I have heard the name Yoder a few times but did not realise that his works were considered so important. How dreadful and sad that a man who wrote about pacifism should perpetrate violence, and on such a scale.
But perhaps even sadder still is the church’s continued dismissal of his sexual abuse as irrelevant and minimal.
At least the Mennonite church has now begun to deal with it publically and apologise, now ensuring that his works, where re-printed, will contain an acknowledgement of his crimes.
Another irony about Steve Chalke’s reference to Yoder in his book on “Being Human” is that Yoder appears to have displayed all the signs of having Narcissistic Personality Disorder (as many, if not all sexual abusers do), lacking that essential characteristic that makes us human: empathy.
Thoughts on Steve Chalke and Yoder: until women are free, nobody is free..
This week’s choice is a book that my mother bought me last year and which has been sitting on the shelf for several months, unread.
“The Grace Outpouring: Becoming a People of Blessing” by Roy Godwin and Dave Roberts is another inspirational book documenting the incredible spiritual power being unleashed at Ffald-y-Brenin, a Christian Retreat Centre in Wales that has become a “missional house of prayer” which blesses individuals, groups, building locations, communities and whole localities (not only their own).
Like Catherine Booth’s book last week, there is a kind of infectious passion contained herein which has made me want to change the way I speak, the way I think and the way I behave. Instead of criticising and complaining, I am challenged to bless and invoke God’s blessing.
On the other hand, it could be extremely depressing to read about all the amazing, supernatural workings of God when one’s own experience of faith has not included anything like this. My own background is a mixture of Pentecostal and Cessationist. I have seen some strange and possibly dodgy things in church (and emotional manipulation by means of music to create a fake atmosphere is a pet hate of mine), but I have also been present in rare meetings where the presence of God has been so thick and heavy and beautiful it has been almost tangible.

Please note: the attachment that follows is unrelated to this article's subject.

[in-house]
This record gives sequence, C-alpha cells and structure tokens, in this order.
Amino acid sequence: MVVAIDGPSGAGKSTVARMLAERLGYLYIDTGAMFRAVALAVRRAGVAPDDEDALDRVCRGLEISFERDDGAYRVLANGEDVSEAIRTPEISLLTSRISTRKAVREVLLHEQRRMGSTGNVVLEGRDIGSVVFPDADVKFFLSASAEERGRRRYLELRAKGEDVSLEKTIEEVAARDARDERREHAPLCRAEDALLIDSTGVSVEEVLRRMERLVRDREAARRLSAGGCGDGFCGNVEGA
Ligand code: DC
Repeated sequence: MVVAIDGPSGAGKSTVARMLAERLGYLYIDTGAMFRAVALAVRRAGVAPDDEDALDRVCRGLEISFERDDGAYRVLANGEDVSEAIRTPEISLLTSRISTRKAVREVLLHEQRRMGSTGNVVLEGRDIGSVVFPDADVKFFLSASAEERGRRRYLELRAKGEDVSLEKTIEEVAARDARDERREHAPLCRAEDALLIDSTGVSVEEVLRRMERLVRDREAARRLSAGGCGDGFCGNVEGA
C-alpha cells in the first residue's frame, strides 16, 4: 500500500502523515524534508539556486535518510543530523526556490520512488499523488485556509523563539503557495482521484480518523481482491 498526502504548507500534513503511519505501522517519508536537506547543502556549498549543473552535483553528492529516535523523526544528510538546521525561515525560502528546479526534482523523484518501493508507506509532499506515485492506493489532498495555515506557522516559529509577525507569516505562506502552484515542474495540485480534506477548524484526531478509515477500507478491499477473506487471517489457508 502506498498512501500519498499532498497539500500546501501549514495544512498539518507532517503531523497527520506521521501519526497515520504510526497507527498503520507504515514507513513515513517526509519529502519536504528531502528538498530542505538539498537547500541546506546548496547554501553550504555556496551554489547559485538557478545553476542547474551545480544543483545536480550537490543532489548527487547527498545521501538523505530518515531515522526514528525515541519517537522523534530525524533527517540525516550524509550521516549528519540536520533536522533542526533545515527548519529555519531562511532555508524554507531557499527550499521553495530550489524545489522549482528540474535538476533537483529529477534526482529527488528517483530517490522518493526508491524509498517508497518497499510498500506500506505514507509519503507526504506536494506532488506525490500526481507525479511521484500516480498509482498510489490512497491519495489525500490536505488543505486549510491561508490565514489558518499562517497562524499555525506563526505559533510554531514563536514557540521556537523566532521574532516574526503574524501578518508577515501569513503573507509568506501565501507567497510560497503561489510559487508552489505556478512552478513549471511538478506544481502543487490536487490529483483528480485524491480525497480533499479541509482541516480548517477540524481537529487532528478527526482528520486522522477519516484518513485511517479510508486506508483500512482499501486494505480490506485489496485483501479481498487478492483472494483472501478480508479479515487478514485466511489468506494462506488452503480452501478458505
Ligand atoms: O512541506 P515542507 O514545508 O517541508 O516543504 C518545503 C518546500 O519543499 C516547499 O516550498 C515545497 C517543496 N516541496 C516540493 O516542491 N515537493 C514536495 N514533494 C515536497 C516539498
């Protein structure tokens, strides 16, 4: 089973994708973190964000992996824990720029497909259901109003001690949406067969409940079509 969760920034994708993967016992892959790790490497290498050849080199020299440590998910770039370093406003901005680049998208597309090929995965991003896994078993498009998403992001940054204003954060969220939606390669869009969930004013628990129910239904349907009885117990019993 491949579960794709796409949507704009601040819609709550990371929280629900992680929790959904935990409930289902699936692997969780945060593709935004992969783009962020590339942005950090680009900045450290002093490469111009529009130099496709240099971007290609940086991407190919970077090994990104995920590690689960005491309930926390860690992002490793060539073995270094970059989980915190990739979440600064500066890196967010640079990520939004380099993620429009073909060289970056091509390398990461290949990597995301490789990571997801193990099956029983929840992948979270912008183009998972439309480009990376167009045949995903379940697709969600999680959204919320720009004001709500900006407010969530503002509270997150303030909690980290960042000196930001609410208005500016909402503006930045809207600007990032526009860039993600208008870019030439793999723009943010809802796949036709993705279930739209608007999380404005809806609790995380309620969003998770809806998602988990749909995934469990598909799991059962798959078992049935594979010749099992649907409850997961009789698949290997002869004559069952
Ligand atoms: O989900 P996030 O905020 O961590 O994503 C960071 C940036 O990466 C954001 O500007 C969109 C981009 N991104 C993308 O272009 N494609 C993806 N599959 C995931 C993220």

My Cessationist background (via Baptist Midmissions – American missionaries who ran the church I grew up in) tells me to beware of ‘Strange Fire’ – and I haven’t wanted to look too deeply at the recent controversy because I think that on balance it’s not terribly helpful. Yes, be discerning and ‘test the spirits’. But I admire the Pentecostal earnestness and enthusiasm, and I wouldn’t want to dismiss as ‘demonic’ or ‘Satanic’ what might be a real move of God.
I have had a long on-and-off relationship with the Salvation Army, from Corps Cadets youth group as a teenager, through working (for most of my working life) at THQ in London, to infrequent attendance at various Salvation Army Corps around the country wherever I’ve been living. But this year I am planning to cement our relationship by becoming a soldier – more on that as my application progresses – and I am setting out to read some classic Salvationist texts.
‘Aggressive Christianity’ is a series of addresses given by Catherine Booth. It wouldn’t be quite fair to call her the wife of the Founder, as her influence was substantial, and from the outset women were allowed equal status, rights and responsibilities in the Salvation Army.
The sermons were collected in 1880, but have a surprisingly pertinent, modern feel to them. Excusing the use of some archaic language (which I like actually, as I happen to be a KJV fan), Catherine Booth’s arguments seem just as relevant over 130 years later.
She talks with passion about the imperative for Christians to be at work rescuing people out of the ‘flames of hell’ – she wasn’t just talking of alcoholism, drugs, prostitution and the like of course, but of a real possible future eternity in ‘hell’. Whether or not Christians today believe in future damnation, there are still people for whom life is a living hell, who could be helped if Christians were willing to go out and rescue them. But what if? What if the modern sensitivity and rejection of the whole idea of hell is misplaced? How motivated should a church that believed in hell be to make sure that nobody would perish?
Aggressive Christianity is also a round rejection of ‘easy-believism’, emphasising the imperative for repentance and holiness. A modern discussion would certainly want to explore what is meant by the terms, but Catherine Booth’s passion is infectious, and although many Christians may take issue with some Salvationist Theology, (not only their belief in hell, but also their rejection of Communion and Baptism, and their belief that salvation once gained can subsequently be lost, which appears to be a works-based salvation), I’m inclined to think that this little volume should be required reading for anybody considering going into ministry, and perhaps for all Christians.